educational practice of the science of learning and development
educational practice of the science of learning and development This article draws out the implications for school and classroom practices of an emerging consensus about the science of learning and development, outlined in a recent synthesis of the research. Situating the review in a developmental systems framework, we synthesize evidence from the learning sciences and several branches of educational research regarding well-vetted strategies that support the kinds of relationships and learning opportunities needed to promote children’s well-being, healthy development, and transferable learning. In addition, we review research regarding practices that can help educators respond to individual variability, address adversity, and support resilience, such that schools can enable all children to find positive pathways to adulthood.Educational research and development As knowledge regarding human development and learning has grown at a rapid pace, the opportunity to shape more effective educational practices has also increased. Taking advantage of these advances, however, requires integrating insights across multiple fields—from the biological and neurosciences to psychology, sociology, developmental and learning sciences—and connecting them to knowledge of successful approaches that is emerging in education.
This article seeks to contribute to this process by drawing out the implications for school and classroom practices of an emerging consensus about the science of learning and development (SoLD), outlined in a recent synthesis of the research . Using these articles as a foundation, we synthesize evidence from the learning sciences and several branches of educational research about well-vetted strategies that support the kinds of relationships and learning opportunities needed to promote children’s well-being, healthy development, and transferable learning.
In addition, we review research regarding practices that can help educators respond to individual variability, address adversity, and support resilience, such that schools can enable all children to learn and to find positive pathways to adulthood. This work is situated in a relational developmental systems framework that looks at the “mutually influential relations between individuals and contexts” (Lerner & Callina, 2013, p. 373). This framework makes it clear how children’s development and learning are shaped by interactions among the environmental factors, relationships, and learning opportunities they experience, both in and out of school, along with physical, psychological, cognitive, social, and emotional processes that influence one another—both biologically and functionally—as they enable or undermine learning (Fischer & Bidell, 2006; Rose, Rouhani, and Fischer, 2013).
Although our society and our schools often compartmentalize these developmental processes and treat them as distinct from one another—and treat the child as distinct from the many contexts she experiences—the sciences of learning and development demonstate how tightly interrelated they are and how they jointly produce the outcomes for which educators are responsible. Key insights from the science of learning and development are that the brain and the development of intelligences and capacities are malleable, and the “development of the brain is an experience-dependent process” (Cantor et al., 2018, p. 5), which activates neural pathways that permit new kinds of thinking and performance.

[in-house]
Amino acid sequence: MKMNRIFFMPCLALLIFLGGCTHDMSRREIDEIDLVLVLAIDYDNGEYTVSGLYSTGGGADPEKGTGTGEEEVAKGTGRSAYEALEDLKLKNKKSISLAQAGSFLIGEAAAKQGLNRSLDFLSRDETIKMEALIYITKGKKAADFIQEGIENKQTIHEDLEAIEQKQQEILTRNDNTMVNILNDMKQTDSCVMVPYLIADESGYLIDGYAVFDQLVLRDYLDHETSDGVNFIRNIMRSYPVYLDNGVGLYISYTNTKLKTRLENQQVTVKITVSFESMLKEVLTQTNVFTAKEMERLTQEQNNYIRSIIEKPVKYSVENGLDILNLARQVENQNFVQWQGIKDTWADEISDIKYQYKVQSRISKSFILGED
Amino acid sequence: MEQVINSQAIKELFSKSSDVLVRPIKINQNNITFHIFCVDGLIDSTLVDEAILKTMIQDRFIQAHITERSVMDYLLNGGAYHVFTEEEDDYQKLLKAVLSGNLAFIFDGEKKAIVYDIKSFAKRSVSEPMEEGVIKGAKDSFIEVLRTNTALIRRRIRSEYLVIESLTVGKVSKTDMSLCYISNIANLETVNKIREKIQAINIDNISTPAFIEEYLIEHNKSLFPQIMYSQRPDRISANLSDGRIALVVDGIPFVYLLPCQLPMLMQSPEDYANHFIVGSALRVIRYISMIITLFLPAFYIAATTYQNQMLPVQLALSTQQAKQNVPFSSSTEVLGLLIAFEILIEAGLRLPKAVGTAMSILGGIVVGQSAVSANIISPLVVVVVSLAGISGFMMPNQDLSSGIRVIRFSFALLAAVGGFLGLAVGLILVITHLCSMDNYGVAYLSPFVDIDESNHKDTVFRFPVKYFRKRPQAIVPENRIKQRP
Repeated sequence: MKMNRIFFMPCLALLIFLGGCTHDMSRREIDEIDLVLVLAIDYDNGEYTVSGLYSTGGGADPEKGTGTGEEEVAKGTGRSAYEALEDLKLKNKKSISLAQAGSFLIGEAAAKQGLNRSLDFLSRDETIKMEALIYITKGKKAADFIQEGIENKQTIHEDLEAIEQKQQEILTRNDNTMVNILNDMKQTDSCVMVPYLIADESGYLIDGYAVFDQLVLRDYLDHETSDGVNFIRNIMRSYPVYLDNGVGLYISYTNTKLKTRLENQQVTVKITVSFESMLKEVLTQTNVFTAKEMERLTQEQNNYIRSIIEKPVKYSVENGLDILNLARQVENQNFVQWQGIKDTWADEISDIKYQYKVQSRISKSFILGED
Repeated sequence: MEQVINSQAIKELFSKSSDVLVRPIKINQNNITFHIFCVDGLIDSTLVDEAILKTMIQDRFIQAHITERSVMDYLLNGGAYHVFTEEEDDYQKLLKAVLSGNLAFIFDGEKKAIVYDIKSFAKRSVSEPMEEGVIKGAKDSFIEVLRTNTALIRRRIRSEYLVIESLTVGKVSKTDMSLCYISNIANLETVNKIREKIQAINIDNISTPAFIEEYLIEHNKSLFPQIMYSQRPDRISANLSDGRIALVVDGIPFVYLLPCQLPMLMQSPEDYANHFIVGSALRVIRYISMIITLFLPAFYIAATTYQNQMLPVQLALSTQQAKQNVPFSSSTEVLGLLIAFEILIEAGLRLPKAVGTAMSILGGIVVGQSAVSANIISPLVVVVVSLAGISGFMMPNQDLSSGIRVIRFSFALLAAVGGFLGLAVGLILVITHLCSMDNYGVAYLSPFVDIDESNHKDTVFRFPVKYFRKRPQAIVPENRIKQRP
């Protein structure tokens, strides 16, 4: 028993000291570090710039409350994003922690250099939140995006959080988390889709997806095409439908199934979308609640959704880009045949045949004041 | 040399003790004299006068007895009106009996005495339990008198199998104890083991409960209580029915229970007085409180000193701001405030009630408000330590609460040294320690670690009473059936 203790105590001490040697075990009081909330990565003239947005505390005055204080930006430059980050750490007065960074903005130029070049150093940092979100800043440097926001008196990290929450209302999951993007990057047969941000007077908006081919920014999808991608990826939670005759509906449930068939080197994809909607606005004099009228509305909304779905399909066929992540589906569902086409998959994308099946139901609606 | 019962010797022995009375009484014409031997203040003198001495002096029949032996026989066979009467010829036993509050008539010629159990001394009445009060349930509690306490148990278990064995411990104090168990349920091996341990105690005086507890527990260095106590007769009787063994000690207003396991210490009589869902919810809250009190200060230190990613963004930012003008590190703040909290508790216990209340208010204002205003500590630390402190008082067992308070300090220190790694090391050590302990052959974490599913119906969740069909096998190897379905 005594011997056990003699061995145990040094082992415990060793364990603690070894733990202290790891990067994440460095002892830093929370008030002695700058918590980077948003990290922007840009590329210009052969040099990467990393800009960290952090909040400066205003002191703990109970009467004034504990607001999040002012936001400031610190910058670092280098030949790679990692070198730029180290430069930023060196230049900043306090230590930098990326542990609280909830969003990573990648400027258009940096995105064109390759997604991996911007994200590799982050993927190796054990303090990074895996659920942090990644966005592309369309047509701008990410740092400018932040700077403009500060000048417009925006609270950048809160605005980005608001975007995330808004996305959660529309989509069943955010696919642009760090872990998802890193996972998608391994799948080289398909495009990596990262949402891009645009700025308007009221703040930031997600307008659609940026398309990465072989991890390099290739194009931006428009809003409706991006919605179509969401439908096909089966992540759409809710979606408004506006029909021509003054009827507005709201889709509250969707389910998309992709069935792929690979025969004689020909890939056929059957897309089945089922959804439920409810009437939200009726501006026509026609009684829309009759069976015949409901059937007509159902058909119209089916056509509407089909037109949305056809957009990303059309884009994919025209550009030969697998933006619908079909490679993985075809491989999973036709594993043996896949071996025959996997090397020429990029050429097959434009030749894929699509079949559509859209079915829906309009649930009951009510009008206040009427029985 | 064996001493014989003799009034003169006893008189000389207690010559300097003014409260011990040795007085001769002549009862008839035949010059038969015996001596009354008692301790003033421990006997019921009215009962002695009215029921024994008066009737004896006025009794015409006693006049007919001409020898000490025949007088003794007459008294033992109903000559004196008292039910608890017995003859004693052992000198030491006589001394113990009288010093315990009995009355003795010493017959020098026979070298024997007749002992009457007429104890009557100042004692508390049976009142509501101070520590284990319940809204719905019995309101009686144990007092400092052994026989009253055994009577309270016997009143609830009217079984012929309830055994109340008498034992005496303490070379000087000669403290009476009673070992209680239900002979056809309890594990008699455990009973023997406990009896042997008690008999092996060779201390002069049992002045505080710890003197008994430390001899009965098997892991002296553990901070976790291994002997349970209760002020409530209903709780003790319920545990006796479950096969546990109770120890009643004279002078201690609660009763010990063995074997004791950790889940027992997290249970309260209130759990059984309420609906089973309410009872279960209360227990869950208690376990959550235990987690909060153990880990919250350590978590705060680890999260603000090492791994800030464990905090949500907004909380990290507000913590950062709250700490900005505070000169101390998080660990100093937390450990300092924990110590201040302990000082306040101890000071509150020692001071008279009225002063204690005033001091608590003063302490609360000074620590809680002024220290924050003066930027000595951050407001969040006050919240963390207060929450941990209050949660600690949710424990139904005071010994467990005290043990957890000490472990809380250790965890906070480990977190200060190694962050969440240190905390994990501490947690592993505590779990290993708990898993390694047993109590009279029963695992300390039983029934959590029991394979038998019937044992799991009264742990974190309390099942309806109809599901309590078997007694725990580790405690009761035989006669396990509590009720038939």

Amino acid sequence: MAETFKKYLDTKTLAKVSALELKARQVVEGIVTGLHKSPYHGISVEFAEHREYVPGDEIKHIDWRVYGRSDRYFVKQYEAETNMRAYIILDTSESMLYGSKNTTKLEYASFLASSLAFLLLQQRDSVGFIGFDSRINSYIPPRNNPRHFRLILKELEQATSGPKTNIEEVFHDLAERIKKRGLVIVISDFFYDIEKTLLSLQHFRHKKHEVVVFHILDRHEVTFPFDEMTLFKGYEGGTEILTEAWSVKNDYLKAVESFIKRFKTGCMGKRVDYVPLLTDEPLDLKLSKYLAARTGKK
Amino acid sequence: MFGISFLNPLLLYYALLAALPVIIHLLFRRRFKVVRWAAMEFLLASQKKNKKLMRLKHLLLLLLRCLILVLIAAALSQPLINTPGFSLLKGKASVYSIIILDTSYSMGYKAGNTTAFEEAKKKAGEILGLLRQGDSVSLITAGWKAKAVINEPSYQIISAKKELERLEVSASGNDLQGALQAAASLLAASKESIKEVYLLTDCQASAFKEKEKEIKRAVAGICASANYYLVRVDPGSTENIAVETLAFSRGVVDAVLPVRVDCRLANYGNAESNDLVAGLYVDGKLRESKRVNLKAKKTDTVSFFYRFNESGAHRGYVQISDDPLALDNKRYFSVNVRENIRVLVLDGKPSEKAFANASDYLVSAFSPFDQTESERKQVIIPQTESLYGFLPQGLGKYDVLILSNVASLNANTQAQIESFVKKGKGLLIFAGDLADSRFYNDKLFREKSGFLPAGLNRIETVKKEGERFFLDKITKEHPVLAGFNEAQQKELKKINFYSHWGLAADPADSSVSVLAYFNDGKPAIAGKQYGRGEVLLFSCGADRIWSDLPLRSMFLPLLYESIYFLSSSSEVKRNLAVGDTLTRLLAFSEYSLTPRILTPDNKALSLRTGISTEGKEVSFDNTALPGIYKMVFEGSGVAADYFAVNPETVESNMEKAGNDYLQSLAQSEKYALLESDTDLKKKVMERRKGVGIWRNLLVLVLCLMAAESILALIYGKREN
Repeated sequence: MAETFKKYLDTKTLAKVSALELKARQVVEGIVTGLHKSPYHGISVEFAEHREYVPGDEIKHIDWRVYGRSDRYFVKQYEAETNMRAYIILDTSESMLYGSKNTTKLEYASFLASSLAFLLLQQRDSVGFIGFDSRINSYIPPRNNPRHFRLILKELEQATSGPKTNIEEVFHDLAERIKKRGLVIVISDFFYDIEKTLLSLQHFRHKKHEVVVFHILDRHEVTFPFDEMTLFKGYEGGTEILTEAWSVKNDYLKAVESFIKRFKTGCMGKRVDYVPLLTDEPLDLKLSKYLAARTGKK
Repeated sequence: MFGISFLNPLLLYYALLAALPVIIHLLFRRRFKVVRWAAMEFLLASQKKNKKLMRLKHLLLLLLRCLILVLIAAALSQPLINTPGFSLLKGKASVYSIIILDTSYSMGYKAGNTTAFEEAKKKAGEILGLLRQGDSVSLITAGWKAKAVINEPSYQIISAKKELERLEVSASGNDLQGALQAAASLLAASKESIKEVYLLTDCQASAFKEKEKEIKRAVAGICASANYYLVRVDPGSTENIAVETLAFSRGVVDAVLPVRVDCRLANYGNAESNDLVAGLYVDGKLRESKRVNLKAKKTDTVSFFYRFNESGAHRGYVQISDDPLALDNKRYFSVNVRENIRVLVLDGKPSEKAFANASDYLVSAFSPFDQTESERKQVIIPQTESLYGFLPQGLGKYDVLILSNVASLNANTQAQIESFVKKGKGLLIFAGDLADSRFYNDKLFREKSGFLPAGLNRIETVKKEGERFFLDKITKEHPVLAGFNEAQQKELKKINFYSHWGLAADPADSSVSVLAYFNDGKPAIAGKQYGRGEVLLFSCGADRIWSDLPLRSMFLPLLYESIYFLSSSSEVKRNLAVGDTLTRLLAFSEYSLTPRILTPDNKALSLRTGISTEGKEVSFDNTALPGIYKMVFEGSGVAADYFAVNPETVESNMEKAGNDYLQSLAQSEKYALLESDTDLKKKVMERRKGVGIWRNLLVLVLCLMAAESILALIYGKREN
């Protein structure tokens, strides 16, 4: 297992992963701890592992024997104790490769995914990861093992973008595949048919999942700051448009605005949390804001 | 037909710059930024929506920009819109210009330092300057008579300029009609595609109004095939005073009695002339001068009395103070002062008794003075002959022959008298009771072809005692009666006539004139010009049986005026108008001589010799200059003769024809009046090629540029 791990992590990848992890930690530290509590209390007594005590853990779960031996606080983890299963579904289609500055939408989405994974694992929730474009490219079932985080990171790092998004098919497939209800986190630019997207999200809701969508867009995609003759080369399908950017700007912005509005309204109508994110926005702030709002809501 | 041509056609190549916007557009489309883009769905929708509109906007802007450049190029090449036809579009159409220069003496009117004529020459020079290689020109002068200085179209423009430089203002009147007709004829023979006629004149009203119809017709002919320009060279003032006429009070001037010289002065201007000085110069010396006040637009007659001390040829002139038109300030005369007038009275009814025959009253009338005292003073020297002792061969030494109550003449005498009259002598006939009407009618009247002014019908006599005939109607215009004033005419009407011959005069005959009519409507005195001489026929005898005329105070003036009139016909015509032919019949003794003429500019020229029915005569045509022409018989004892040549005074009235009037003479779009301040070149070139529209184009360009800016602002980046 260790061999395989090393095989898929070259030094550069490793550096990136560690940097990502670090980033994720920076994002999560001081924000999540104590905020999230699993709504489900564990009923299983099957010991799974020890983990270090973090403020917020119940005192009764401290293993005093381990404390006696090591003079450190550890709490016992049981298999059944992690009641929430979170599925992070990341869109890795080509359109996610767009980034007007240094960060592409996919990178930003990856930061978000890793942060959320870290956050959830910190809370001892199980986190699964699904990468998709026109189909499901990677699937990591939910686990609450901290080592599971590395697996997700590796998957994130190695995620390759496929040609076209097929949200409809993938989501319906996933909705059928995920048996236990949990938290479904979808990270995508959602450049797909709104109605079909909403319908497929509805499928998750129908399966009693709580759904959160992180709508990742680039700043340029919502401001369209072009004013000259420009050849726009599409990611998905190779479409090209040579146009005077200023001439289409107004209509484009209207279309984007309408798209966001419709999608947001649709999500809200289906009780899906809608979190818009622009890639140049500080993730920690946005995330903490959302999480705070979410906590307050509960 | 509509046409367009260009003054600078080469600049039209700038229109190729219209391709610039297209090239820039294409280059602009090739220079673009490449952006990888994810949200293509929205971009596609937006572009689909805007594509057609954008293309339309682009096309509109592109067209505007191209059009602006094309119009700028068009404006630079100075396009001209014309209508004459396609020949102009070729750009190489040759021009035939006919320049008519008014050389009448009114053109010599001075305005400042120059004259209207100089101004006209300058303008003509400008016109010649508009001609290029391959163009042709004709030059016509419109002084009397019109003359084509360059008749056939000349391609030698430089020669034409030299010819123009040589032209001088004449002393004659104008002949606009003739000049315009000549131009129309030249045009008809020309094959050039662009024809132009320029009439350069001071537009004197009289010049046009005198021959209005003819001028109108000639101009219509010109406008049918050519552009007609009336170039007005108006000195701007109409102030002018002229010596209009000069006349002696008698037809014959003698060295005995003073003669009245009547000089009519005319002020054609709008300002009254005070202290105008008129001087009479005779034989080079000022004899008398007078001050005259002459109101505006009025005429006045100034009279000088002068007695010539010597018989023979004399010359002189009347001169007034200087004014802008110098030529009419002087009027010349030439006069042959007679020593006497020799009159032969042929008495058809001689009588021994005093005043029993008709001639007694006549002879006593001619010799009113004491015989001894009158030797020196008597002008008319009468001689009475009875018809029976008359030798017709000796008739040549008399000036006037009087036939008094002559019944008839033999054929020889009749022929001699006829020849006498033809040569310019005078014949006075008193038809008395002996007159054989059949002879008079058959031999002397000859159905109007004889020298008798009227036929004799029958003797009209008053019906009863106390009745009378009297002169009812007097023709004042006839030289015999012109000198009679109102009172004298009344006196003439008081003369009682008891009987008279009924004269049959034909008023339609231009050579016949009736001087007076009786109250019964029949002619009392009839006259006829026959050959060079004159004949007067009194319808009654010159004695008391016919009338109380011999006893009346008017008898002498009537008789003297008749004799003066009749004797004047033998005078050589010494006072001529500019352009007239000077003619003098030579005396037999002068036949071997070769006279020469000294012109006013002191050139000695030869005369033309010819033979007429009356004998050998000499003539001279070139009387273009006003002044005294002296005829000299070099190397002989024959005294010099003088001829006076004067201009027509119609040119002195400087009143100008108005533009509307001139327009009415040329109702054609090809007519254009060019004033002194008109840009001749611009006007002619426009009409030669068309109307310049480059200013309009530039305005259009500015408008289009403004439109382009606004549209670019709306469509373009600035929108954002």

As a function of experiences, the brain and human capacities grow over the course of the entire developmental continuum and across the developmental spectrum (physical, cognitive, affective) in interactive ways. What happens in one domain influences what happens in others. For example, emotions can trigger or block learning. Emotions and social contexts shape neural connections which contribute to attention, concentration, and memory, to knowledge transfer and application. Understanding how developmental processes unfold over time and interact in different contexts can contribute to more supportive designs for learning environments. Furthermore, general trends in development are modified by interactions between unique aspects of the child and his/her family, community, and classroom contexts.
As a result, children have individual needs and trajectories that require differentiated instruction and supports to enable optimal growth in competence, confidence, and motivation. A central implication for educators is that this integrated and dynamic developmental system is optimally supported when all aspects of the educational environment support all of the dimensions of children’s development.
This calls for a deeply integrated approach to practice that supports the whole child in schools and classrooms that function coherently and consistently to build strong relationships and learning communities; support social, emotional, and cognitive development; and provide a system of supports as needed for healthy development, productive relationships, and academic progress. This holistic approach must necessarily connect with family and community contexts: developing strong, respectful partnerships to understand and build on children’s experiences and, as needed, to strengthen any aspects of the developmental system where there are challenges to children’s health and well-being.